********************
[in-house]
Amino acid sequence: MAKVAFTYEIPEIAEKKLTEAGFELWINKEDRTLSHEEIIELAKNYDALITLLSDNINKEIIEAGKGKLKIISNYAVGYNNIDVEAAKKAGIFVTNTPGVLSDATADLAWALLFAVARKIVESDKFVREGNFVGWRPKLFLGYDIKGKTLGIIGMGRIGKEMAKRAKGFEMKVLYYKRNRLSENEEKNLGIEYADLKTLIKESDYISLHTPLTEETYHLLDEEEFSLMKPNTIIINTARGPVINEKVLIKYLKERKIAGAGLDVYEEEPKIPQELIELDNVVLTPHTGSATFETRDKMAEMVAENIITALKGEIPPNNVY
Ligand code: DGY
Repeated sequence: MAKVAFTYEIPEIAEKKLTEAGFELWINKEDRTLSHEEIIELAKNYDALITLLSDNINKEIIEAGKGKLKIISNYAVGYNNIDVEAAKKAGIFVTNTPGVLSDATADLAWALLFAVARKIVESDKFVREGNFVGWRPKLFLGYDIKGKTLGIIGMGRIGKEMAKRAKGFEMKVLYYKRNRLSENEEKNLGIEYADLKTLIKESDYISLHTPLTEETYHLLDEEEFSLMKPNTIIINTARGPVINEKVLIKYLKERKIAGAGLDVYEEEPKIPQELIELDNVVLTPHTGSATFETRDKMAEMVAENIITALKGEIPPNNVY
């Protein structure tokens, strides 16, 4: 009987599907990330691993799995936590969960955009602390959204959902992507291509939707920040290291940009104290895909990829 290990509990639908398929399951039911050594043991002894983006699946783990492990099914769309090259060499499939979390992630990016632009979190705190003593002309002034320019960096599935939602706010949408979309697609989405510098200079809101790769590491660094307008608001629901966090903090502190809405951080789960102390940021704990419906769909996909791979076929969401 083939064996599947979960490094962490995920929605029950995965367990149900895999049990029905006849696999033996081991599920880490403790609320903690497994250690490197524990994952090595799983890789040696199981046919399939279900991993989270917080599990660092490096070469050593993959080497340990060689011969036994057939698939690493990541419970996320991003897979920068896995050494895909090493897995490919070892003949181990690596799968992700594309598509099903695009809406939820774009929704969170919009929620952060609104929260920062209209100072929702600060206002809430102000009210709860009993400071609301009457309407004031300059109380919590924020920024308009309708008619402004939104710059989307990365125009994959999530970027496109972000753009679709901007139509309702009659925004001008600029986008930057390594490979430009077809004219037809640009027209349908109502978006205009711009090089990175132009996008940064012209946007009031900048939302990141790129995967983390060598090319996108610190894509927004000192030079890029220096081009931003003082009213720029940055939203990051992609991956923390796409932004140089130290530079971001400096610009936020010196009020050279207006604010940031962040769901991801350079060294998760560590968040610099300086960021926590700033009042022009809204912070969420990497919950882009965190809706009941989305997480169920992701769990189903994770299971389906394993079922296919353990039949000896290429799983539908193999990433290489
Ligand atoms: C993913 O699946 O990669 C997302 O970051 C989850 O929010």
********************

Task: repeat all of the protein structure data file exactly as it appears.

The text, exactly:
[in-house]
Amino acid sequence: MAKVAFTYEIPEIAEKKLTEAGFELWINKEDRTLSHEEIIELAKNYDALITLLSDNINKEIIEAGKGKLKIISNYAVGYNNIDVEAAKKAGIFVTNTPGVLSDATADLAWALLFAVARKIVESDKFVREGNFVGWRPKLFLGYDIKGKTLGIIGMGRIGKEMAKRAKGFEMKVLYYKRNRLSENEEKNLGIEYADLKTLIKESDYISLHTPLTEETYHLLDEEEFSLMKPNTIIINTARGPVINEKVLIKYLKERKIAGAGLDVYEEEPKIPQELIELDNVVLTPHTGSATFETRDKMAEMVAENIITALKGEIPPNNVY
Ligand code: DGY
Repeated sequence: MAKVAFTYEIPEIAEKKLTEAGFELWINKEDRTLSHEEIIELAKNYDALITLLSDNINKEIIEAGKGKLKIISNYAVGYNNIDVEAAKKAGIFVTNTPGVLSDATADLAWALLFAVARKIVESDKFVREGNFVGWRPKLFLGYDIKGKTLGIIGMGRIGKEMAKRAKGFEMKVLYYKRNRLSENEEKNLGIEYADLKTLIKESDYISLHTPLTEETYHLLDEEEFSLMKPNTIIINTARGPVINEKVLIKYLKERKIAGAGLDVYEEEPKIPQELIELDNVVLTPHTGSATFETRDKMAEMVAENIITALKGEIPPNNVY
């Protein structure tokens, strides 16, 4: 009987599907990330691993799995936590969960955009602390959204959902992507291509939707920040290291940009104290895909990829 290990509990639908398929399951039911050594043991002894983006699946783990492990099914769309090259060499499939979390992630990016632009979190705190003593002309002034320019960096599935939602706010949408979309697609989405510098200079809101790769590491660094307008608001629901966090903090502190809405951080789960102390940021704990419906769909996909791979076929969401 083939064996599947979960490094962490995920929605029950995965367990149900895999049990029905006849696999033996081991599920880490403790609320903690497994250690490197524990994952090595799983890789040696199981046919399939279900991993989270917080599990660092490096070469050593993959080497340990060689011969036994057939698939690493990541419970996320991003897979920068896995050494895909090493897995490919070892003949181990690596799968992700594309598509099903695009809406939820774009929704969170919009929620952060609104929260920062209209100072929702600060206002809430102000009210709860009993400071609301009457309407004031300059109380919590924020920024308009309708008619402004939104710059989307990365125009994959999530970027496109972000753009679709901007139509309702009659925004001008600029986008930057390594490979430009077809004219037809640009027209349908109502978006205009711009090089990175132009996008940064012209946007009031900048939302990141790129995967983390060598090319996108610190894509927004000192030079890029220096081009931003003082009213720029940055939203990051992609991956923390796409932004140089130290530079971001400096610009936020010196009020050279207006604010940031962040769901991801350079060294998760560590968040610099300086960021926590700033009042022009809204912070969420990497919950882009965190809706009941989305997480169920992701769990189903994770299971389906394993079922296919353990039949000896290429799983539908193999990433290489
Ligand atoms: C993913 O699946 O990669 C997302 O970051 C989850 O929010």